Like uptime, 100 percent compliance is a lofty goal that's more theoretical than practical. In many cases, focusing too much on compliance can hurt you in other ways.
Your level of compliance will vary depending on what industry you're in, says Mike Meikle, CEO of the Hawkthorne Group, a boutique management and information technology consulting firm. Organizations in heavily regulated fields like health or finance probably aren't in full compliance because of how often the rules change and the different ways they can be interpreted.
"It's safe to say that just as no network can be 100 percent secure, no organization can be sure it's 100 percent compliant," he says. "If a vendor is trying to sell you a product that ensures perfect compliance, they're lying."
Another danger area is falling into the compliance trap, where organizations expend too many resources trying to stay in sync with regulations while ignoring other, more vital parts of their operations, says Meikle.
"Organizations that strive for compliance with regulations often fall down in other areas," he says. "Being compliant with regulations doesn't necessarily mean you're doing what you need to do with your business. Compliance is really just a component of risk management, which is itself a component of corporate governance. It's an overarching business issue and needs to be addressed as such."
Clouds are on the IT horizon. According to Gartner's 2011 CIO Agenda survey, more than 40 percent of CIOs expect to run the majority of their IT ops in the cloud by 2015.
But even the cloud is not the ultimate solution. Reliability, security, and data loss will continue to cause headaches for IT departments -- they'll just have less control over the stuff that's in the cloud.
"Data loss is inevitable within any organization and can still happen in the cloud," says Abhik Mitra, product manager for Kroll Ontrack, a consultancy specializing in information management and data recovery. "Businesses must prepare for the worst by working with their provider to plan for downtime, data recovery and migration, and catastrophic loss. Data security will always be a concern, though advances in cloud solutions make it less of a risk as time progresses."
The cloud also introduces a new problem: how organizations can accurately measure their IT spend, especially as business users spin up cloud services without IT supervision. Accounting for this form of "shadow IT" can cause headaches for enterprises and force tech departments to take a hard look at the value of the services they provide, says Chris Pick, chief marketing officer for Apptio, a provider of technology business management solutions.
"For the first time, business users have a choice between what services IT is offering and what users can requisition on their own," he says. "But until the CIO can get a firm grasp on what it costs to deliver IT, he or she won't be able extend meaningful choice back to business users. This will only serve to supply more oxygen to the fire of shadow IT."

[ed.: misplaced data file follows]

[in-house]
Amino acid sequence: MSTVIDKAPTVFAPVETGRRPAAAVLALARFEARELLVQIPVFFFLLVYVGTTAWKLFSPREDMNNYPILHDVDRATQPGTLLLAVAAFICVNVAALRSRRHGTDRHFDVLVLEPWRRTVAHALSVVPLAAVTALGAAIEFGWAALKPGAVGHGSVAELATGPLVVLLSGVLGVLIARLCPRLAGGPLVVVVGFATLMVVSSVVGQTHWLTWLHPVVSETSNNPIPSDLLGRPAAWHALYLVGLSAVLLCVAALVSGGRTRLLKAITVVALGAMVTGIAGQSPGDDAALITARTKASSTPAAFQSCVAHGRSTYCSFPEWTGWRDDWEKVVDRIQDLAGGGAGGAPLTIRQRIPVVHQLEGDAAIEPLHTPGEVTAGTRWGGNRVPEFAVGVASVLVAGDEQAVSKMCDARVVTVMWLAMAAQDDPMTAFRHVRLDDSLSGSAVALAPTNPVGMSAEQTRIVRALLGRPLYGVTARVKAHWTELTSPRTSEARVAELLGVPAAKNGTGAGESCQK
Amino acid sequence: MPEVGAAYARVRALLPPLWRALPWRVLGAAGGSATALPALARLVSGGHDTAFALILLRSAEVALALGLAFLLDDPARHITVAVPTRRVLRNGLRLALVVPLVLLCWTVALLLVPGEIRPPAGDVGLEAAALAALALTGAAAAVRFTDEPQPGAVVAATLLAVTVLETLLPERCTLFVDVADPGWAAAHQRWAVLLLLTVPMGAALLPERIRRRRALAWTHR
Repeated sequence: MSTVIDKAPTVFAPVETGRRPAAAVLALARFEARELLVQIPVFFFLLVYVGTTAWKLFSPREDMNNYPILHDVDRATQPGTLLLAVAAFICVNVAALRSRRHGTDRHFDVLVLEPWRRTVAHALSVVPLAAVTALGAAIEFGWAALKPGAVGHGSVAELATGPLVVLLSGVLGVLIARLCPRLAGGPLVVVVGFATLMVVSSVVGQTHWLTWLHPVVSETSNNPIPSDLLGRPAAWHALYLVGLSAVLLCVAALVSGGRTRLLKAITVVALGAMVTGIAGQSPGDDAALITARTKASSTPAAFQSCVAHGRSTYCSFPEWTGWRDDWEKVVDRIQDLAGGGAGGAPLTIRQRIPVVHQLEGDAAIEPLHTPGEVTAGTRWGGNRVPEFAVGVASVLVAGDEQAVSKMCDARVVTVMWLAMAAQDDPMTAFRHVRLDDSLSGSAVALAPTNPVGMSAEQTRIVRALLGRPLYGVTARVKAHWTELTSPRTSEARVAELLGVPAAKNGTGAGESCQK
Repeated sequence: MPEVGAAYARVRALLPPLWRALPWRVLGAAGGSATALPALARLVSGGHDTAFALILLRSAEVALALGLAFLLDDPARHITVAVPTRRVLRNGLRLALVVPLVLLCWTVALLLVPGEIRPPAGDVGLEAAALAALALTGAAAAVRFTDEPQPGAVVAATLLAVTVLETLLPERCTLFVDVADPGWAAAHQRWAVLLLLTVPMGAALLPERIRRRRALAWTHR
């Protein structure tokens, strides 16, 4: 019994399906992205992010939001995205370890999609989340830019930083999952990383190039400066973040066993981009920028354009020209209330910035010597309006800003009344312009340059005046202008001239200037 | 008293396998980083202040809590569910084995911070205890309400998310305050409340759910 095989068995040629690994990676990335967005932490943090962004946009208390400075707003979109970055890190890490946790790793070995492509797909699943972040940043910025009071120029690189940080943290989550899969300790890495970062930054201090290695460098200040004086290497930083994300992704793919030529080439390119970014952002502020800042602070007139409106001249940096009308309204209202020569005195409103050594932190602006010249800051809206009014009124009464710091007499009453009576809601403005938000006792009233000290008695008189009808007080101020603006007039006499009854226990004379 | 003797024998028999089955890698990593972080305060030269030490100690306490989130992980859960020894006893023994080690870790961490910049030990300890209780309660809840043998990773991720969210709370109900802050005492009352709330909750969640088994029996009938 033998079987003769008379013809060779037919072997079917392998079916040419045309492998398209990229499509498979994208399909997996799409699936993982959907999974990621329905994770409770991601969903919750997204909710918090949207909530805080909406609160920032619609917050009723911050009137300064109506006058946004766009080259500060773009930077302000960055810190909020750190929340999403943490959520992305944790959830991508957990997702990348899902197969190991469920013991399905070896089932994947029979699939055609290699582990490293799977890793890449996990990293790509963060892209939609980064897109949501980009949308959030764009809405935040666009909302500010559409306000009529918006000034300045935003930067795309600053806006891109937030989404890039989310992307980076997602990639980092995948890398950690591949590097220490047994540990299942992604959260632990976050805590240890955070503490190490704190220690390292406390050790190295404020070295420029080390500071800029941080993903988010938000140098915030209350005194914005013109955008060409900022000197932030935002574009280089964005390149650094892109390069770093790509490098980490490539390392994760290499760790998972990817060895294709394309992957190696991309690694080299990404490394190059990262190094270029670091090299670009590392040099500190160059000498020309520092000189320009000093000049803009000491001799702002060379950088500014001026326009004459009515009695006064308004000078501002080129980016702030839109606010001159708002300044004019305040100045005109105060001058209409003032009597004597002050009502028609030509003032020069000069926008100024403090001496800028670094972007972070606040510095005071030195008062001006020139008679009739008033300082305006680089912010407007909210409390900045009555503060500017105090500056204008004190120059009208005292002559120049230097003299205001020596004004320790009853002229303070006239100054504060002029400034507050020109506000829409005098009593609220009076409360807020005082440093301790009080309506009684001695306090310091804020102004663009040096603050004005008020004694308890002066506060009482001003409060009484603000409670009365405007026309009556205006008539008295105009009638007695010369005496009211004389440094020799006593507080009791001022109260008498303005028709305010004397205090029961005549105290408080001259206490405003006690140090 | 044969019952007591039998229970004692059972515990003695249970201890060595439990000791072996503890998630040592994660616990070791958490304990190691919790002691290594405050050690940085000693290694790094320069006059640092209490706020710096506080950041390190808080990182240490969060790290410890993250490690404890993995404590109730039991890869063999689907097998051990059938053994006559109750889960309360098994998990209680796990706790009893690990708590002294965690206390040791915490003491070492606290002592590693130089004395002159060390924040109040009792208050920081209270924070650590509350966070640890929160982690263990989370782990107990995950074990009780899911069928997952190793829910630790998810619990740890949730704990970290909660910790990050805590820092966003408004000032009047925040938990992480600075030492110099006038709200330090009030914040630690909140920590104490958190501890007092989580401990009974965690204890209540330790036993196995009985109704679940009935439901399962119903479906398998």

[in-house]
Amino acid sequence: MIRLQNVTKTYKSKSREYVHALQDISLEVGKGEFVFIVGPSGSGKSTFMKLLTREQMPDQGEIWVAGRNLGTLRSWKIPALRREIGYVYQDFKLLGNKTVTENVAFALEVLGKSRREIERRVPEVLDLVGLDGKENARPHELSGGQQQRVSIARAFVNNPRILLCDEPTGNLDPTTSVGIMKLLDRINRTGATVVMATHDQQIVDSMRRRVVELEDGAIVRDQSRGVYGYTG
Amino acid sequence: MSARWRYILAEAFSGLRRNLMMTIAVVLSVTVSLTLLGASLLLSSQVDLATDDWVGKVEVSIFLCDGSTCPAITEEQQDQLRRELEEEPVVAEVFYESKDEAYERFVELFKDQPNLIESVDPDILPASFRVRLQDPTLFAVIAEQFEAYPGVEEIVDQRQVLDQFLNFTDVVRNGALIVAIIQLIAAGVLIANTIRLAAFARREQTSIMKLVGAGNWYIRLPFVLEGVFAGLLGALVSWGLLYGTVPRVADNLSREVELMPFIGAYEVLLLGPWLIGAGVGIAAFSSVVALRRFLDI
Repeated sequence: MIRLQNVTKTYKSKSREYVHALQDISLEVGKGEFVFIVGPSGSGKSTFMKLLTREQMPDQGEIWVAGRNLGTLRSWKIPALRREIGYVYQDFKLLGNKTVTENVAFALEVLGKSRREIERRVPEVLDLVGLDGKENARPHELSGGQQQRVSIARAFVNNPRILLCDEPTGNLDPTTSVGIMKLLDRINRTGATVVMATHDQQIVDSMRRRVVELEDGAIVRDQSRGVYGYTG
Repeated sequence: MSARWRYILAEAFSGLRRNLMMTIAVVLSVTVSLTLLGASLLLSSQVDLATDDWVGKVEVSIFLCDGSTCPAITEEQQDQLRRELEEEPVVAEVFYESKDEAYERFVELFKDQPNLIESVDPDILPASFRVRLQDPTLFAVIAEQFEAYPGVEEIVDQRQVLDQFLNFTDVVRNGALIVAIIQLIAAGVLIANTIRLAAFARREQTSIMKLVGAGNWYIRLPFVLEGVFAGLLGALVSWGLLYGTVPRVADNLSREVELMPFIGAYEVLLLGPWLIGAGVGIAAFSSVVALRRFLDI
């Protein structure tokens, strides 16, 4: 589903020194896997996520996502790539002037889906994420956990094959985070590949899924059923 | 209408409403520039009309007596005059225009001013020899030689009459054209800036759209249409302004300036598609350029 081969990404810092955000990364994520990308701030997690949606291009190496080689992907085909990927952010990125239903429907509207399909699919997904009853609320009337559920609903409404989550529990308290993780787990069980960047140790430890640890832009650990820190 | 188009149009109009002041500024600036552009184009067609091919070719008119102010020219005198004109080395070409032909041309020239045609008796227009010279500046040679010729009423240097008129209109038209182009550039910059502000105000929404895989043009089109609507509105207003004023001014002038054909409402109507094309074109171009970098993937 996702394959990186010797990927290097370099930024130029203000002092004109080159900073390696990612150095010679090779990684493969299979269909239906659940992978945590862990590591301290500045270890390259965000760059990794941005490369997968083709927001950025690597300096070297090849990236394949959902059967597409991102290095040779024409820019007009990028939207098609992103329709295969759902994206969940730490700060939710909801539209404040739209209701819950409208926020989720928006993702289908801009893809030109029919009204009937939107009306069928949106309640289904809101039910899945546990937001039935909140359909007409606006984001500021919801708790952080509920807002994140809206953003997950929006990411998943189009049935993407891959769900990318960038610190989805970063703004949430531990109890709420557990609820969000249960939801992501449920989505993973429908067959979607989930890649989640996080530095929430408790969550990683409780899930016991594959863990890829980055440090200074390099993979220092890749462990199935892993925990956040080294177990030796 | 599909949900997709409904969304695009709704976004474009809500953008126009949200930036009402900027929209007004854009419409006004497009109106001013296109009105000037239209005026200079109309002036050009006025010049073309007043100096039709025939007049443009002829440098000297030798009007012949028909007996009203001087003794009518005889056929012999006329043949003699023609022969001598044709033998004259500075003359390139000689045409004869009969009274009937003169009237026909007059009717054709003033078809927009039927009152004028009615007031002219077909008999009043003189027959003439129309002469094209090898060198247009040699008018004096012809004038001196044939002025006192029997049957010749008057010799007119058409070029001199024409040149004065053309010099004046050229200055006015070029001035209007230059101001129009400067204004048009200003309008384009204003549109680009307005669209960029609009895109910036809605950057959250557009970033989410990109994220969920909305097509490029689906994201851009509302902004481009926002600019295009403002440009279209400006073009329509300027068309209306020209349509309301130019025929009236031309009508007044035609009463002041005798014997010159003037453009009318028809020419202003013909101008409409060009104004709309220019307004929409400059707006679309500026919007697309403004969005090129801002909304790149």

IT concession No. 6: You will never have enough hands on deck
IT departments often want a fairer shake when it comes to outsourcing and head count reductions, but they're not likely to get it, says Meikle.
Because the tech outsourcing industry is much more mature than, say, legal services or HR outsourcing, IT is often the first to suffer when corporate bloodletting occurs. That's not likely to change.
The solution to IT manpower problems, says Meikle, is to take advantage of third-party outsourcers and integrate with them as much as possible. The bodies are still available; they're just not under your own roof anymore.
Also, says Meikle, be sure look out for No. 1. Keep your tech chops current with an eye on the next job before the current one evaporates.
"IT pros need to understand they work for themselves first, the organization second," he says. "They need to continue developing their network and contacts, marketing themselves, and developing a personal brand even when they are employed. Like it or not, IT pros may have to pony up some dough personally to pay for their education and marketability, but that will pay dividends when the chips are down."
Everybody wants their networks to be easy to manage and hard to breach. What they usually settle for, though, are racks and racks of security appliances that are hard to manage and easily compromised, says Joe Forjette, a senior project manager at enterprise security appliance vendor Crossbeam.
"The worst part is that each appliance needs to be constantly patched and updated," he says. "The result is a sprawling, highly complex, and costly security infrastructure."
It's also not working all that well. According to the Computer Security Institute's most recent survey, 4 out of 10 organizations experienced an incident such as a malware infection, bot net, or targeted attack in 2010; another 10 percent didn't know if their networks had been breached.
A smarter approach is to start with the assumption your network has already been compromised and design security around that, says Wade Williamson, senior threat analyst at network security company Palo Alto Networks.
"Modern malware has become so pervasive and so adept at hiding within our networks that it is increasingly common for enterprises to assume they have already been breached," he says. Instead of slapping yet another layer of patches onto the corporate firewalls, security pros can spend more time looking for where the nasties may be lurking, such as inside a peer-to-peer app or an encrypted social network.
The notion of a "zero-trust architecture" is gaining traction among many organizations, says Williamson.
"This is not to say that these companies are simply throwing away their security," he says, "but they are also turning their attention inward to look for the tell-tale signs of users or systems that may be already be infected or compromised."